I’m sure that anyone who has been teaching for any length of time has had dreams of what their ideal school would look like. No school is perfect and the teaching situation we find ourselves in may need a few tweaks or a complete rebuild. For David Truss of Coquitlam, his dream has become reality.
The Inquiry Hub’s doors have been open since September and their first 24 students are now half way through their first year. The school is built around the idea that authentic inquiry is the most effective way to learn. A student’s natural curiosity should be nurtured and she should be encouraged to find her own answers to her own questions. There is time devoted each day to the students’ inquiry projects and all students, from grades 9-11 pursue their own inquiry.
Truss is proud of the fact that the school has been opened with almost no start-up cost. They have a strong relationship with the district’s online education wing and this allows them to share resources and piggy-back curriculum where necessary and a BYOD philosophy keeps IT costs at a minimum. For now, all core courses are run through the online education programme, but some of the same teachers that administer these course also teach the students at the Inquiry Hub. Wherever possible, units of instruction are taken from the online curriculum and approached in face to face classes. Currently all grades come together to study the same Shakespeare play. They are able to engage with the work in ways that can’t be done online. They have PE classes and a number of the other kinds of experiences that someone in a traditional high school would.
Where things differ are in their online course time and their inquiry time. Students are responsible for their own course work, to varying degrees, in the online environment. They allocate their time and report their accomplishments and become responsible for their own learning. This is a skill that I know many of my students lack as we have a tendency to hand-hold more than is perhaps good for them.
They also have daily inquiry time. One wall of their learning commons is given to inquiry questions. The students display their curiosity for a topic by writing their questions on the wall. It is an eraseable wall, and I’m sure that the questions get edited over time, but this allows students to feed off of each others’ ideas and come together in groups around common questions and interests. Plans are developed by the students to pursue these lines of inquiry and then they are cross-checked with course curriculum to see where the projects will intersect with existing curriculum and course credit can be given. This is a stark contrast to the common practice of the teacher taking curriculum points to develop hypothetical situations that first and foremost are relevant to checking off school curriculum rather than a student’s interests or a student’s life. The students then spend a couple of hours each day pursuing their line of inquiry. They develop plans, enact those plans and report the results to their teachers and community. While I was visiting, I had the opportunity to see students developing an experiment around the way slime mould travels through a maze and other students developing plans for the building of a sustainable and ornamental garden for their school. In each case, the students were responsible for their own pursuit. Truss remarked that, in the case of the garden project, the students had written and received a $5,000 grant and met with municipal officials around building regulations with almost no teacher assistance.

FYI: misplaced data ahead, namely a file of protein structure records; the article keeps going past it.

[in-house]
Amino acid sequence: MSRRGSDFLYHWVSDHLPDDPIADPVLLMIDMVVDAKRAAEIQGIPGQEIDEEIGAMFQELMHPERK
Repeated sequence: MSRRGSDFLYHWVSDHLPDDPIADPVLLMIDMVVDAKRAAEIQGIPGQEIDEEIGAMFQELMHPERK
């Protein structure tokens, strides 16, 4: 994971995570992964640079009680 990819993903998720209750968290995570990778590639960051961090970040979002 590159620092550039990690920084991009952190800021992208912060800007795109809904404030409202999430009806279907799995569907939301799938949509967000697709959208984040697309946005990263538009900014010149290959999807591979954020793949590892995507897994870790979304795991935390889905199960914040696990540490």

The school is in it’s infancy and Truss talks about many ideas for improving it in the future. I think that he would like to get further from the online curriculum and recognizes that over time, he would like to improve the methods for supporting the students in their learning of their self-management skills so that teacher interaction is continually more proactive than reactive. Having said that, he is extremely pleased with the work that the students and teachers have accomplished in the few short months of the schools existence. They are in a situation where there is no “this is the way we’ve always done it.” They’ve recently had an open house and are in the process of interviewing students for next year’s programme.
It must be truly exciting to be part of the building of a new school, especially one with a new approach. For David Truss, it is an opportunity to enact many ideas that he has about the way education should occur. For the students, it is an opportunity to learn in a very different way and to pursue interests that are relevant and meaningful to them. How many schools run under the mantra that curiosity is king?